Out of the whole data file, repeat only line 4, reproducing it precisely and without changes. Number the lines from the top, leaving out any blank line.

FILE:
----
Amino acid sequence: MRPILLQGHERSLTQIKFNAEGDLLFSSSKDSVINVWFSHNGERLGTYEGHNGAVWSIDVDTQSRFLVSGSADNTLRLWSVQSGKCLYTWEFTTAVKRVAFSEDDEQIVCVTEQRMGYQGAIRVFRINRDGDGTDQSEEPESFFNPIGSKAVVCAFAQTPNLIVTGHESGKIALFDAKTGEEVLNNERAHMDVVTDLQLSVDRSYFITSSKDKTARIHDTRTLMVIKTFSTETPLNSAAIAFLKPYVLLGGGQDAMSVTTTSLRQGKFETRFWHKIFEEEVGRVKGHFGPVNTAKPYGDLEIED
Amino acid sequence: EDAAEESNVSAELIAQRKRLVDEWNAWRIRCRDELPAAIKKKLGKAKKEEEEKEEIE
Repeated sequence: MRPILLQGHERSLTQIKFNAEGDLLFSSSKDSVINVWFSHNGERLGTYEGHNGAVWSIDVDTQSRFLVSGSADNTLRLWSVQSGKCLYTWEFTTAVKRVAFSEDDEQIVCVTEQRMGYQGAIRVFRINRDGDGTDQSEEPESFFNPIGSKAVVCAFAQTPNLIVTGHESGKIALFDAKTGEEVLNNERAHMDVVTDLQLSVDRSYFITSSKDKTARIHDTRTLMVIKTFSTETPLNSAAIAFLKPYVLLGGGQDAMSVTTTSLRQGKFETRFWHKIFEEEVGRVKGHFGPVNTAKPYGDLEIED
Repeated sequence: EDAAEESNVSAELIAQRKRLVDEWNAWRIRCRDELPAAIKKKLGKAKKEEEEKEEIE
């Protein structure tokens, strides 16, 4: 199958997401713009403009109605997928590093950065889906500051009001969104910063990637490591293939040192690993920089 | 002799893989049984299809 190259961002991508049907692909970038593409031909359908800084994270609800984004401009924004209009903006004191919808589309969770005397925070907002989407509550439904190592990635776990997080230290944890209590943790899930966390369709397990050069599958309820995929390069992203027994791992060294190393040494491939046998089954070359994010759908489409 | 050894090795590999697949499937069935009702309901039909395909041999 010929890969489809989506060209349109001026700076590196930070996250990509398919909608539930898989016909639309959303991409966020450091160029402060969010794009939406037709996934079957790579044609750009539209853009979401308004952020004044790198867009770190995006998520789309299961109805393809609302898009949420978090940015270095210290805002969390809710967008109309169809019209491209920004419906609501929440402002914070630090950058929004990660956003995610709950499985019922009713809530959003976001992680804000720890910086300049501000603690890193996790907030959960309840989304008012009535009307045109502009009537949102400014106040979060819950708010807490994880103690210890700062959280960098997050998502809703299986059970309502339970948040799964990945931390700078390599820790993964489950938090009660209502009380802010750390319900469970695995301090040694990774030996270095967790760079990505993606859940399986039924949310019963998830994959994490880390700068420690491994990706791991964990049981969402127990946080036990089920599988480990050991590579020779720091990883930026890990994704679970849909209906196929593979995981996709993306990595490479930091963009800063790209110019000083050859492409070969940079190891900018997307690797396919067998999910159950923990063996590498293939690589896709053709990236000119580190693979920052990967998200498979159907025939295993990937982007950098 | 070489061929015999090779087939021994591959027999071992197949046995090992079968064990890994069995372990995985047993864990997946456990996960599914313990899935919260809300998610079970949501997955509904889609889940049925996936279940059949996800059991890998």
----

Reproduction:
Repeated sequence: EDAAEESNVSAELIAQRKRLVDEWNAWRIRCRDELPAAIKKKLGKAKKEEEEKEEIE